The Delta people, previously cajoled into believing that they had been liberated from Ndigbo, are beginning to know differently. They have discovered their real oppressors. President Jonathan, a Rivers man, was denied a second term in office. His single tenure was covered in a mountain of mendacity by the manipulators of sectional press and political blackmail. The traditional “political allies” of the Southern minorities felt affronted by being asked to vote a second term for one of those they claimed to have “liberated” from Igbo clutches and talons!
It is on the same plane that the feud between Ndigbo and the Yoruba sits today.True, prophets abound who received messages directly from God that President Jonathan would lose his reelection bid. But realpolitik always made it obvious to informed non-prophets that no two of the ethnic tripod of Nigerian politics could bind together without carrying theday of national ballot. That is what the entire feud currently playing out between the Yoruba and the Igbo is about. Suddenly, it was discovered that Ndigbo are in cahoots to adulterate Yoruba culture! Suddenly it was remembered that, during the 1950s, Chief Awolowo had cheated Dr. Azikiwe of the West Regional premiership by playing the ethnic card. In the circumstance, verbal missiles have been hitting antipodal zones with the destructive insistence of heavy artillery concentration.
While this distraction was in ascent, a leeway was created for imbuing the Chosen One with the political sagacity that he so pitifully lacks. While this distraction runs, the entity suffers because a divided South guarantees less than enough mobilization for a national front to push for positive movement and needed reforms. This is where Aribisala’s lament becomes more apposite: “[The Yoruba and the Igbo]prefer a Nigeria that practices fiscal federalism. Both want a country with a weaker centre. Both want a Nigeria that rewards merit, with a state-structure based on resource-control. Both groups want a Nigeria committed to self-determination. These are grounds for cooperation as opposed to discord. If the North is not to continue to take the South for granted, it must not be allowed to continue to operate in the confidence that the East and the West will always be divided.”
That is the problem. The North does not operate in the confidence of eternal East-West dislocations. It surreptitiously incites and nurtures them, remotely controlling surrogates who celebrate sinecures at the expense of self-determination and fiscal independence! That is why, despiteAribisala’srealism, Northern pragmatism will ensure that the contrived Yoruba-Igbo discord does not abate. If anything, it is set to escalate. One only needs to critically examine the true nature of the Government of Change since served Nigerians on a platter of media overkill, to fully understand the state of play. Despotism is staging a comeback, propped up by a – not the – Yoruba media, which objectifies its permutations and predilections through a virulent antipathy for Ndigbo.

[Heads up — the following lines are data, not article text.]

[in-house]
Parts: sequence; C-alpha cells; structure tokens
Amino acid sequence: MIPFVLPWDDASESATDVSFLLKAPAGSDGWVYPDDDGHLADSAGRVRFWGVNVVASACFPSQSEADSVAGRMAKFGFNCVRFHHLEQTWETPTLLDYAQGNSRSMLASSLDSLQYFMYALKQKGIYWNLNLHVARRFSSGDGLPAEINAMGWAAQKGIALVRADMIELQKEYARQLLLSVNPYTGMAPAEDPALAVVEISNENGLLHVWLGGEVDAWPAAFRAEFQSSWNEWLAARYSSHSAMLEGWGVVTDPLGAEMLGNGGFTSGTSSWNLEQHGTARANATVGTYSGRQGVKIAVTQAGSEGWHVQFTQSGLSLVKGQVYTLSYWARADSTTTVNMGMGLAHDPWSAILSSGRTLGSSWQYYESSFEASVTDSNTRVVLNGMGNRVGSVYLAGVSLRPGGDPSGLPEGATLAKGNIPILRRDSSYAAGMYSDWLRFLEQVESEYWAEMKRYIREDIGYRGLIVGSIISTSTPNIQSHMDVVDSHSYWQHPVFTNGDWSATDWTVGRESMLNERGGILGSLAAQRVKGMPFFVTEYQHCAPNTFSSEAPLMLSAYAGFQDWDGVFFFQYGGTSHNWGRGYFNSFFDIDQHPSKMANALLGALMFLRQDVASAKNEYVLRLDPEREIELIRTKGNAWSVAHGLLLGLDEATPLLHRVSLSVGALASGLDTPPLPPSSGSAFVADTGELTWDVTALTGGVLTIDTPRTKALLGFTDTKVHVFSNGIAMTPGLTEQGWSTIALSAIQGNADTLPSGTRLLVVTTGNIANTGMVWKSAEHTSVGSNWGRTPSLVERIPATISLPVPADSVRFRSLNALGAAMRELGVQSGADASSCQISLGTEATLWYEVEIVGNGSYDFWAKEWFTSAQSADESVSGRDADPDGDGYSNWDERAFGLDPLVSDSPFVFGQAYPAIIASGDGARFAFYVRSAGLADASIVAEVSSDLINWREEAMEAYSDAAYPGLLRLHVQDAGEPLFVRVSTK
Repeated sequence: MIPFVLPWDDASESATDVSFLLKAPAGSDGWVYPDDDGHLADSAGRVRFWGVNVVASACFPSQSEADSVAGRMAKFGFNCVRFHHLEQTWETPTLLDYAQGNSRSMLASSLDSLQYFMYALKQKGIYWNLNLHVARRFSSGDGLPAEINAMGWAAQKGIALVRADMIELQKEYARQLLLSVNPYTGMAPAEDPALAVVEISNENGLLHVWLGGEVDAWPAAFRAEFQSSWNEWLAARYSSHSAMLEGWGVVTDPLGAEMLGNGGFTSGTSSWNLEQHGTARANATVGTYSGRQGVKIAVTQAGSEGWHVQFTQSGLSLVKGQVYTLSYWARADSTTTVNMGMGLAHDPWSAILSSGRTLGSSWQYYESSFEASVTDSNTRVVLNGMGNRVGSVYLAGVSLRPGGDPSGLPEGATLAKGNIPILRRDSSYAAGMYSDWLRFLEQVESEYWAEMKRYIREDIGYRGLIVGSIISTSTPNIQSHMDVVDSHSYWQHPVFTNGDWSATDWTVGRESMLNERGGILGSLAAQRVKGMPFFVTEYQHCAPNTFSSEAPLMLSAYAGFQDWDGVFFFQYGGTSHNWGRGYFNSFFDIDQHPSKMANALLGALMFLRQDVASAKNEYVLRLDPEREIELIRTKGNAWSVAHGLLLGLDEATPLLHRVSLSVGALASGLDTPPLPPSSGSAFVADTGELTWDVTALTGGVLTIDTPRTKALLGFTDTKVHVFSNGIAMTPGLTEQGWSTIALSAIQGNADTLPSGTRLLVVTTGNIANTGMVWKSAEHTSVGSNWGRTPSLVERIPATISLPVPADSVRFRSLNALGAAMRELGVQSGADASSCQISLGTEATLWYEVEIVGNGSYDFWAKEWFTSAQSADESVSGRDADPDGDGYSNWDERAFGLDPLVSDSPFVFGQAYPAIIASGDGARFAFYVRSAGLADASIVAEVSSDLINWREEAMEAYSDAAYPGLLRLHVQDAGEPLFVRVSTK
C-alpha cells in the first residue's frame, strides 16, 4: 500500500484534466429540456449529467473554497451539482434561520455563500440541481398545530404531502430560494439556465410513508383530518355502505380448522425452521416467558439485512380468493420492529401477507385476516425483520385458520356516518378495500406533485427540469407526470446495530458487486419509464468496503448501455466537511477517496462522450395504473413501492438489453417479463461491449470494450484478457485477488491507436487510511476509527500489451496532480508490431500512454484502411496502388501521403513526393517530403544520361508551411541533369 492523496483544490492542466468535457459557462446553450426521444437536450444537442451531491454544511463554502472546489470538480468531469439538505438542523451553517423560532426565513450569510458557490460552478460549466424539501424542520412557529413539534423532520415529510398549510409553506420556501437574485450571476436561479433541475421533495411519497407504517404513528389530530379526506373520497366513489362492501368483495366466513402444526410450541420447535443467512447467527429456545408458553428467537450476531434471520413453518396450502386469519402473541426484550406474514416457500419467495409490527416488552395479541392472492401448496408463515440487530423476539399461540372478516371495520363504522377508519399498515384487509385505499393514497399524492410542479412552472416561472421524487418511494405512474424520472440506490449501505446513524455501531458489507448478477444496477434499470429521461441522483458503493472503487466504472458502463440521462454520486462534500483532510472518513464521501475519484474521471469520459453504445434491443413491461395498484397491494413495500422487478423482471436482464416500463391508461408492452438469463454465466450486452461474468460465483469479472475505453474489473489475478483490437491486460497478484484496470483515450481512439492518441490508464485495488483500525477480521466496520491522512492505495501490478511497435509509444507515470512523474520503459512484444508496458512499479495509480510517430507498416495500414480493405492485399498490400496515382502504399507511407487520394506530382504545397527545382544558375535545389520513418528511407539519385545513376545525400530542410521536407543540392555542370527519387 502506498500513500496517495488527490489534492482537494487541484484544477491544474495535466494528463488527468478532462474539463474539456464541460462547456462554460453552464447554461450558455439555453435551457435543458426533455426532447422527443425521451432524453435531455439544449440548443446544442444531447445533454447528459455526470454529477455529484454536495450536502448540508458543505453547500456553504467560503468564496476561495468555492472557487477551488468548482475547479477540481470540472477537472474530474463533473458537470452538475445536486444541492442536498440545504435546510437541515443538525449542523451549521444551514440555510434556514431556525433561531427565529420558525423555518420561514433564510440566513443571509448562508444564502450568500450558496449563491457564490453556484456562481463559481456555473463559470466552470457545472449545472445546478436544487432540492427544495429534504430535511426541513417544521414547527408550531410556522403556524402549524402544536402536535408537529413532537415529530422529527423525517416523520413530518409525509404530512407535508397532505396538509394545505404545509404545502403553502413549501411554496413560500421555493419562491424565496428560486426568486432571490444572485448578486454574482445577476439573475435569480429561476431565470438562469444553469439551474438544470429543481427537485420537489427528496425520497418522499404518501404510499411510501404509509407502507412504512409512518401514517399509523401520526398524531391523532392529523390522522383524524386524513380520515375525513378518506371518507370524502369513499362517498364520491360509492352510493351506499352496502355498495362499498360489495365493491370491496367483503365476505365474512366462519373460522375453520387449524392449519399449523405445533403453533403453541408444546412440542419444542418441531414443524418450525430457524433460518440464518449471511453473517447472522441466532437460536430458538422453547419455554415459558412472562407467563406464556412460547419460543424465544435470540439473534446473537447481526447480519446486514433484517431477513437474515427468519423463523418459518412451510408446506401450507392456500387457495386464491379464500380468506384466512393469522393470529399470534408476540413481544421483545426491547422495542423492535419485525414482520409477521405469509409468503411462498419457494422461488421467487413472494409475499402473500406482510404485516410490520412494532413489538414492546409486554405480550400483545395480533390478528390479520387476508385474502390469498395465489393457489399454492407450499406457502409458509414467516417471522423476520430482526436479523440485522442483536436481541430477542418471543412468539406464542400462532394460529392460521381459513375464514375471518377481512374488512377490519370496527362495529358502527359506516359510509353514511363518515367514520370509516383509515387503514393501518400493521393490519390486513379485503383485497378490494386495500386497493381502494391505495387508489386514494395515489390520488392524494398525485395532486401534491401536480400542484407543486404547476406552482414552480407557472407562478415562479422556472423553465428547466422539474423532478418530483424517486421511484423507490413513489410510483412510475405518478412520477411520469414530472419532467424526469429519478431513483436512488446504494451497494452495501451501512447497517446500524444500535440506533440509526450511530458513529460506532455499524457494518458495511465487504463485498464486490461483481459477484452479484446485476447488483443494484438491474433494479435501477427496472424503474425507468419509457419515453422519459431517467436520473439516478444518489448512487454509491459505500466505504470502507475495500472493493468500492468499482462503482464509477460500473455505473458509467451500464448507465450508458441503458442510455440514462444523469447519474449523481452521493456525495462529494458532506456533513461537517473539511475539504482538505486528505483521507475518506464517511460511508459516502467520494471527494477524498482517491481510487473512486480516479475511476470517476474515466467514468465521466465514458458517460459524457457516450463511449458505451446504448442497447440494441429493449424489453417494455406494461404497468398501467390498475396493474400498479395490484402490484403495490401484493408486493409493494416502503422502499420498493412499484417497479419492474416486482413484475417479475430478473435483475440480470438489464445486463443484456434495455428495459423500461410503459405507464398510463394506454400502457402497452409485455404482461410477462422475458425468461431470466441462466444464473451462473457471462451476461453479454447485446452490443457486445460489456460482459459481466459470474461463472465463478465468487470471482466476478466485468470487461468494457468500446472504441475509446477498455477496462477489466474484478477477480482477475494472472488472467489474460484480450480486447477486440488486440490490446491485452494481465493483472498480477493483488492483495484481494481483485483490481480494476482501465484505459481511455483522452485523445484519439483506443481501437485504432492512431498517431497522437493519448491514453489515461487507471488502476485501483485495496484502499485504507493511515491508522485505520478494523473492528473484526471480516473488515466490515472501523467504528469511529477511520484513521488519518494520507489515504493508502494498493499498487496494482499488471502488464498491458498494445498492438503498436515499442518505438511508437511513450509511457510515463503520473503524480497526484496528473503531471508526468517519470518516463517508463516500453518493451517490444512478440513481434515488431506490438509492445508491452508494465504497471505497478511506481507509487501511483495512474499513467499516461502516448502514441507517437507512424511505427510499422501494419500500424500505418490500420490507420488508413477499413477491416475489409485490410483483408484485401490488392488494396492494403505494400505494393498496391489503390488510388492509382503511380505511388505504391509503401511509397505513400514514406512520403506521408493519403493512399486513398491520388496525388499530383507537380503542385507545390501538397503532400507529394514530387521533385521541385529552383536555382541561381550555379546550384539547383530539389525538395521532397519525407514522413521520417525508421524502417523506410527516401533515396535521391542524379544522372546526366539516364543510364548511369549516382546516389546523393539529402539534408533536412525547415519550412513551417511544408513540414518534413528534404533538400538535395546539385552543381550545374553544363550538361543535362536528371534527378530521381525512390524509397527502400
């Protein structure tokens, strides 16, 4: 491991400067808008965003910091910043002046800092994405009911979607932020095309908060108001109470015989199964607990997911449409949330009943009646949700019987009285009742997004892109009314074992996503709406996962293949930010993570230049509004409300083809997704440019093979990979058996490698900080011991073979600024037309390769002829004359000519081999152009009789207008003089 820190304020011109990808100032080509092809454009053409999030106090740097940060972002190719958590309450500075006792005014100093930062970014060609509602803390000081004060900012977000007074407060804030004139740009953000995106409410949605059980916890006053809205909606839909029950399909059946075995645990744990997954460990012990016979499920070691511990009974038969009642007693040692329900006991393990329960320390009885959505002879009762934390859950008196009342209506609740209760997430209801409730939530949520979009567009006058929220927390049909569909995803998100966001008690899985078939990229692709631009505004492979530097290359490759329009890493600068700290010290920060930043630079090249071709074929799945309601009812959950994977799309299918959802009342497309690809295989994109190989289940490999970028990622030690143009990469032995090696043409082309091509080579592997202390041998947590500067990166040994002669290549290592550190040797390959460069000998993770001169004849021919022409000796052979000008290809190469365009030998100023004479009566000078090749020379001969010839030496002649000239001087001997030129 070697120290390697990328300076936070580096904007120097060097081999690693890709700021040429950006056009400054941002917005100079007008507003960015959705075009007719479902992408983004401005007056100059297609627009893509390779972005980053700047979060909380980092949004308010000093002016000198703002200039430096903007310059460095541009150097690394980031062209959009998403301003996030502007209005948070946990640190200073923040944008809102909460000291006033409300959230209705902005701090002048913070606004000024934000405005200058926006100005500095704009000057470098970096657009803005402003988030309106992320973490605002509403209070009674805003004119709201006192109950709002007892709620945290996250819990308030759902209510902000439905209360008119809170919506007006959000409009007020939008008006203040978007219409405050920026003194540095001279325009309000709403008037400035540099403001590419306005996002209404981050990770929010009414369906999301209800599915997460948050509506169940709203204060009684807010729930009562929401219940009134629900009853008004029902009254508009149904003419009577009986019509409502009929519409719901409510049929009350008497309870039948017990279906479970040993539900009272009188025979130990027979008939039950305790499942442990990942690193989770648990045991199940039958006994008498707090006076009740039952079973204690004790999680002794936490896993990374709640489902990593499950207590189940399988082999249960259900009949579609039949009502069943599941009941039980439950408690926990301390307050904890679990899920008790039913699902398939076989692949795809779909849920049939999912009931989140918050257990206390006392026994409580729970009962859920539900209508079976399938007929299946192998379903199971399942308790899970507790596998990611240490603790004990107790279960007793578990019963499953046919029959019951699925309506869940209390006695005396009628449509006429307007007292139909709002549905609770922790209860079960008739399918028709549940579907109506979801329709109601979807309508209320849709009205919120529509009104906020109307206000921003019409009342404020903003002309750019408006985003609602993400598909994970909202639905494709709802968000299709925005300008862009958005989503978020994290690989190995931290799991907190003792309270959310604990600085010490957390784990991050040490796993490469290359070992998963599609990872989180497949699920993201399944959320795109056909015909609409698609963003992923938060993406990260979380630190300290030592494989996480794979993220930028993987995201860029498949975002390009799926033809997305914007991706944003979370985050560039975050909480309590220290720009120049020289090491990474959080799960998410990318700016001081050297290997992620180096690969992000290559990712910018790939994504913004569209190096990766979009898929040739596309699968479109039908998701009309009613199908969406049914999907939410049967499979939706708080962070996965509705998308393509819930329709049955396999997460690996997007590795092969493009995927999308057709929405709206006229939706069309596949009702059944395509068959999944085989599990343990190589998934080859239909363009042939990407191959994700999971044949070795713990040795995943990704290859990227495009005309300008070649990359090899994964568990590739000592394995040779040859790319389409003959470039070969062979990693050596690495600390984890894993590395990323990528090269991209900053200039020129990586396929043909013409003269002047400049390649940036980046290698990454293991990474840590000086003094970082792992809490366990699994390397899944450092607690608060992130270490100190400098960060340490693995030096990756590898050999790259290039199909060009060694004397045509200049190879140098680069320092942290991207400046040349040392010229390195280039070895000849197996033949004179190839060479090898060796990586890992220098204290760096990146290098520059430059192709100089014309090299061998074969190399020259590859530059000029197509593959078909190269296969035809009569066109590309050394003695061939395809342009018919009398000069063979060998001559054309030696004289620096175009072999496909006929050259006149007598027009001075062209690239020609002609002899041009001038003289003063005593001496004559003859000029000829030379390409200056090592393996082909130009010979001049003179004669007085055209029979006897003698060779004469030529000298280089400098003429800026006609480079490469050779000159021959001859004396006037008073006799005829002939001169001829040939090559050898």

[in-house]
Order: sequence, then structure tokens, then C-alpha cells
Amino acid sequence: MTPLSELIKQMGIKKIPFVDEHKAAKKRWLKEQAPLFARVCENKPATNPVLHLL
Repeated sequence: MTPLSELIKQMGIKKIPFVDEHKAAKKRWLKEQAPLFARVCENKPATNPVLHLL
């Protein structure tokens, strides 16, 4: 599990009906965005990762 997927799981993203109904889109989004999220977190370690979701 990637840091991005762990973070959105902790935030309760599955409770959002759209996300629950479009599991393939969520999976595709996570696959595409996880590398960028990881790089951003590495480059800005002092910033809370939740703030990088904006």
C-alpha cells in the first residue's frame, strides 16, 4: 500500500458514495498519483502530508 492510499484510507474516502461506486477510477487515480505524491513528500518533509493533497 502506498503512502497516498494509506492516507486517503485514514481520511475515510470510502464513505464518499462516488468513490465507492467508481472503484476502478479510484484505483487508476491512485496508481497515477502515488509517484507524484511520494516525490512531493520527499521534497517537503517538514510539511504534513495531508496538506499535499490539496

This ensures the attenuation of pressure from the Chosen One. There is firmly in place an abundance of menopausal professors of Law rabidly justifying the unfolding, visceral string of disobediences to court injunctions. The allegiance to true fiscal federalism, a central plank of the Yoruba profession of a continued corporate Nigeria, has all but been deliberately diminished. And, generally obfuscating every space for rational thinking and committed leadership, is the conundrum of trial by media. Those who have been setting the national clock back by decades confuse themselves by thinking that they are getting one back on the PDP. That is false. What they are doing is simply intensifying the artificial war between the Igbo and the Yoruba, in order that those born to rule would hold permanent sway. Yet, there is a redeeming feature in this morass of crassness – the very fact that everything goes and turns round.
Mr. Iloegbunam is the author of Ironside, the biography of General Aguiyi-ronsi.
Disclaimer: Views expressed in any article we publish remain entirely the author's and do not reflect the editorial policy of DailyGlobeWatch
By Iyoha John Darlington
Borrowing a hackneyed quotation from the Shakespearean play titled Julius Ceasar and reciting or putting it differently,
'we are no blocks;
we are no stones;
we are not worth than senseless things;
to be consistently taken in by the hard hearts and cruel men of Abuja''
Times, you will agree with me, are bad and hard in Nigeria, this informed our interest and desire to opt for a change, such that that will revitalize the obviously decadent paralysis under the former ruling People's Democratic Party. The leaders that led Nigeria during the sixteen years of PDP 'misrule' ensured that all democratic institutions worked exceedingly well.
The legislative arm made laws for the country, the executive ensured full enforcement of these laws and the judiciary played its constitutional role of interpreting the laws and applying it to individual cases. There was freedom of speech and that right to free speech was further guaranteed, protected and respected. Court orders were obeyed and were not flouted or disregarded under any guise.